Ansamycins are a class of macrocyclic compounds in which non-adjacent positions on an aromatic ring system are spanned by the long aliphatic bridge (Latin: ansa = handle). The aromatic portion may be a substituted naphthalene or naphthaquinone, or alternatively a substituted benzene ring. The macrocycle in the ansamycins is closed by an amide rather than an ester linkage, i.e. ansamycins are lactams. The only ansamycins currently used therapeutically are semi-synthetic naphthalene-based macrocycles produced from rifamycin B.
The rifamycins are ansamycin antibiotics produced by cultures of Amycolatopsis mediterranei (formerly Nocardia mediterranei or Streptomyces mediterranei). The crude antibiotic mixture was found to contain five closely related substances rifamycins A-E, but if the organism was cultured in the presence of sodium diethyl barbiturate (barbitone or barbital), the product was almost entirely rifamycin B (Figure 3.71). Rifamycin B has essentially no antibacterial activity, but on standing in aqueous solution in the presence of air, it is readily transformed by oxidation and intramolecular nucleophilic addition into rifamycin O, which
under acidic conditions then hydrolyses and gives rifamycin S, a highly active antibacterial agent (Figure 3.73). Chemical reduction of rifamycin S using ascorbic acid (vitamin C) converts the quinone into a quinol and provides a further antibacterial, rifamycin SV. Rifamycins O, S, and SV can all be obtained by fermentation using appropriate strains of A. mediterranei. Rifamycin SV is actually the immediate biosynthetic precursor of rifamycin B under normal conditions, so this conversion can be genetically blocked and lead to accumulation of rifamycin SV. Several other rifamycin analogues have also been characterized. Rifamycin O is usually produced by chemical or electrochemical oxidation of rifamycin B, and converted into rifamycin SV as in Figure 3.73.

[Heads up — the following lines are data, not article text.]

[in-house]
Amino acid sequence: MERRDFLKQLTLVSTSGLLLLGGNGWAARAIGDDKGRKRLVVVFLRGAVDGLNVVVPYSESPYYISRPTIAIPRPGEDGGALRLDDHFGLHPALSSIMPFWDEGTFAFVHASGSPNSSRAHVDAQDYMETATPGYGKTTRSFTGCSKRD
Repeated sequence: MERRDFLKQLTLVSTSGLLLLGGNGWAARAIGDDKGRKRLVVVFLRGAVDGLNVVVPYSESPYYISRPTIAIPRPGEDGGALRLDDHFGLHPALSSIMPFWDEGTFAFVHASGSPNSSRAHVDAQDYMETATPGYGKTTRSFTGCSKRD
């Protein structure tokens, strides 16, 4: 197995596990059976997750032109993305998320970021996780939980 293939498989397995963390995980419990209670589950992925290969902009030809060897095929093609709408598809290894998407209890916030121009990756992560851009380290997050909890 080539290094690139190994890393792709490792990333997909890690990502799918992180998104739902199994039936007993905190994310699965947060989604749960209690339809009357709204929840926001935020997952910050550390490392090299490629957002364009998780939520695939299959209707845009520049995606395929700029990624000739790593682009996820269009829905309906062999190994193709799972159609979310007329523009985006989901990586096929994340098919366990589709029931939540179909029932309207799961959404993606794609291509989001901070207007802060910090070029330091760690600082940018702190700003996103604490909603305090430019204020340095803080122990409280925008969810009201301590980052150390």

The most useful rifamycin employed clinically is rifampicin (Figure 3.73), a semisynthetic derivative produced from rifamycin SV via a Mannich reaction (see page 18) using formaldehyde and N-amino-N-methylpiperazine. Rifampicin has a wide antibacterial spectrum, with high activity towards Gram-positive bacteria and a lower activity towards Gram-negative organisms. Its most valuable activity is towards Mycobacterium tuberculosis and rifampicin is a key agent in the treatment of tuberculosis, usually in combination with at least one other drug to reduce the chances for development of resistant bacterial strains. It is also useful in control of meningococcal meningitis and leprosy. Rifampicin's antibacterial activity arises from inhibition of RNA synthesis by binding to DNA-dependent RNA polymerase. RNA polymerase from mammalian cells does not contain the peptide sequence to which rifampicin binds, so RNA synthesis is not affected. In contrast to the natural rifamycins which tend to have poor absorption properties, rifampicin is absorbed satisfactorily after oral administration, and is also relatively free of toxic side-effects. The most serious side-effect is disturbance of liver function. A trivial, but to the patient potentially worrying, side-effect is discoloration of body fluids, including urine, saliva, sweat, and tears, to a red-orange colour, a consequence of the naphthalene/naphthoquinone chromophore in the rifamycins. Rifamycin, the sodium salt of rifamycin SV (Figure 3.73), has also been used clinically in the treatment of Gram-positive infections, and particularly against tuberculosis. Rifabutin (Figure 3.73) is a newly introduced derivative, synthesized via 3-amino-rifamycin SV, which also has good activity against the Mycobacterium avium complex frequently encountered in patients with AIDS.